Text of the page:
FIG. 14 illustrates the tenth embodiment of an angular alignment assembly in accordance with the present invention. The tenth embodiment is substantially as described in the eighth embodiment, the difference being that the pivot pin 36 and positioning of the shaft encoder 54 is like that described in the ninth embodiment.

FIG. 15 illustrates the eleventh embodiment of an angular alignment assembly in accordance with the present invention. The eleventh embodiment is similar to that described in the seventh embodiment, the differences being found in the sleeve bearing 32. The sleeve bearing 32 closely fits the shaft 24 and allows free axial and rotational translation of the shaft, as in the previous embodiments. However, instead of the radial member 152 (FIG. 11) extending from the side of the sleeve bearing, as described in the seventh embodiment, a cylindrical member 157 is attached to the sleeve bearing. The cylindrical member 157 is placed in centered relation to the pivotal axis of the sleeve bearing 32 and is formed for receiving flexible coupling means described below. Transferring pivotal motion of the shaft to the encoder 54 is flexible coupling means 158 in he form of a flexible metal band, forming a belt, which couples the rotational motion of the cylindrical member 157 to the shaft 56 of the shaft encoder 54. The shaft encoder 54, shown in hidden lines, is positioned both to allow pivotal movement of the sleeve bearing throughout the desired range of adjustment of the machine tool and to properly tension the flexible coupling means between the cylindrical member 157 and the shaft 56 of the shaft encoder 54.

FIG. 16 illustrates an alternative embodiment of linear interface means and displacement detecting means for the fifth and sixth embodiments (FIGS. 9 and 10) of an angular alignment assembly in accordance with the present invention. FIG. 16 shows a shaft encoder 54 mounted on the plate 34 of the fifth embodiment, or plate 100 of the sixth embodiment, in the approximate position of the encoder head and glass scale of said fifth and sixth embodiments. The shaft 56 extends through an opening in the plate and may receive a shaft pulley 160. Interconnected to the linear bearing means 136 (FIGS. 9 and 10) is a belt 162 which contacts the pulley 160. Two idler pulleys 164 are positioned on either side of the pulley 160 in order to extend contact of the belt with the pulley thereby facilitating proper contact between the pulley 160 and belt 162. The resulting mechanism is thereby able to determine the angle of inclination of the shaft 24 since its angular movement is coupled to the shaft encoder by means of the belt 162.

FIG. 17 illustrates an additional embodiment of the linear interface means in accordance with the present invention. The shaft assembly is like that described in the second embodiment except that the smooth straight surface 98 (FIG. 5) is replaced by a groove 168 for receiving a roller bearing assembly 166. The depth of the groove is such that the center point of the bearing 170 forms a plane, in its motion, intersecting the axis of the pivot pin 30 as it rolls in the groove 168. The roller bearing 170 is mounted to the end of the displacement detecting element by means of a bearing harness 174 which permits the free rotation of the bearing wire suitably restricting other possible motions. The resulting arrangement of linear interface means in the form of a roller bearing assembly 166 is that the movement of the displacement detecting element 56 is the trigonometric tangent of the angle of inclination of the shaft 94, thereby simplifying the calculation required to compute the angle of inclination of the tool holding assembly as described in previous embodiments.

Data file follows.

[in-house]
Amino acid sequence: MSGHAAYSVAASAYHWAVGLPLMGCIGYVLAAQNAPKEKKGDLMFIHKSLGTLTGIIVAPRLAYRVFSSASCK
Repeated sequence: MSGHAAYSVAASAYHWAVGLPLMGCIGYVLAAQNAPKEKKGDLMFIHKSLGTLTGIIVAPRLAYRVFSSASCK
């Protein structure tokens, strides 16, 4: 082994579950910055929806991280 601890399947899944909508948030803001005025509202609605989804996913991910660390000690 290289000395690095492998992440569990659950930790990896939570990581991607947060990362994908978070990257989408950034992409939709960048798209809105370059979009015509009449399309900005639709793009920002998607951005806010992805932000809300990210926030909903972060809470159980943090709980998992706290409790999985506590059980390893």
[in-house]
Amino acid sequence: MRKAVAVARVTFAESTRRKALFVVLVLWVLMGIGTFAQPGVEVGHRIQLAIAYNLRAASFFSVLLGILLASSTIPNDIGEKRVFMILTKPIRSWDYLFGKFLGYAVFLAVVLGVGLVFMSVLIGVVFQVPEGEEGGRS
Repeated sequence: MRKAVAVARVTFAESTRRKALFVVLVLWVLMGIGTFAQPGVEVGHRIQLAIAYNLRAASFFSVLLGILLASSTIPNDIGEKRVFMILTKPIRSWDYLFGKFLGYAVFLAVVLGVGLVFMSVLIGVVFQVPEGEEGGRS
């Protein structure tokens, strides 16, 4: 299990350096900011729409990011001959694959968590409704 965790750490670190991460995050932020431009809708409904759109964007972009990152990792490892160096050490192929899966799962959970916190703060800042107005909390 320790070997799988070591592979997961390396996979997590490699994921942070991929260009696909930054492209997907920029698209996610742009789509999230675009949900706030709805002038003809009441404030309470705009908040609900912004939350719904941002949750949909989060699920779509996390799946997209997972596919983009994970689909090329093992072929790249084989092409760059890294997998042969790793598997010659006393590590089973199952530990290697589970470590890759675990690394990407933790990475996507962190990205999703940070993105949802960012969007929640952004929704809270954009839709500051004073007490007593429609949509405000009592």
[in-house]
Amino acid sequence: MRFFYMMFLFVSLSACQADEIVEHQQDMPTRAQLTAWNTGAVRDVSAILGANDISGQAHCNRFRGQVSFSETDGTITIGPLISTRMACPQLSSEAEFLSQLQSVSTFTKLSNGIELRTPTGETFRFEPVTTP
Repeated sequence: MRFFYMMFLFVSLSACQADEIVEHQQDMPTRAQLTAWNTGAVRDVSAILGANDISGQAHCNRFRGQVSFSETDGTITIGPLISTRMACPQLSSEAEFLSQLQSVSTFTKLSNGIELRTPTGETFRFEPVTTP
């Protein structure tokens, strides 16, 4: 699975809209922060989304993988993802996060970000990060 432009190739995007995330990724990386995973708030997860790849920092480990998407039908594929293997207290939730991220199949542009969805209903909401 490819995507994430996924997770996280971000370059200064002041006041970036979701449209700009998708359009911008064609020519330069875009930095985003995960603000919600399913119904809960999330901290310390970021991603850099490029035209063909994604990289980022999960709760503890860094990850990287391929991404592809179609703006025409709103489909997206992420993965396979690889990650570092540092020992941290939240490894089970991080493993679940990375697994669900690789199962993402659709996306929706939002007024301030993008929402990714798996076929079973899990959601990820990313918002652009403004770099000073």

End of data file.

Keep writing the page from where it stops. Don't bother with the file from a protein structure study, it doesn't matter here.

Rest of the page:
FIG. 18 illustrates an additional embodiment of the linear interface means in accordance with the present invention. The shaft assembly is like that described in the second embodiment except that the smooth straight surface 98 (FIG. 5) is replaced by a surface 176 for receiving a pointed tip 178 mounted on the end of the displacement detecting element. The position of the surface is such that the center point of the tip 178 forms a plane, in its motion, intersecting the axis of the pivot pin 30 as it moves along the surface 176. The resulting arrangement of this embodiment of linear interface means is that the movement of the displacement detecting element 56 is the trigonometric tangent of the angle of inclination of the shaft 94, thereby simplifying the calculation required to compute the angle of inclination of the tool holding assembly as described in previous embodiments.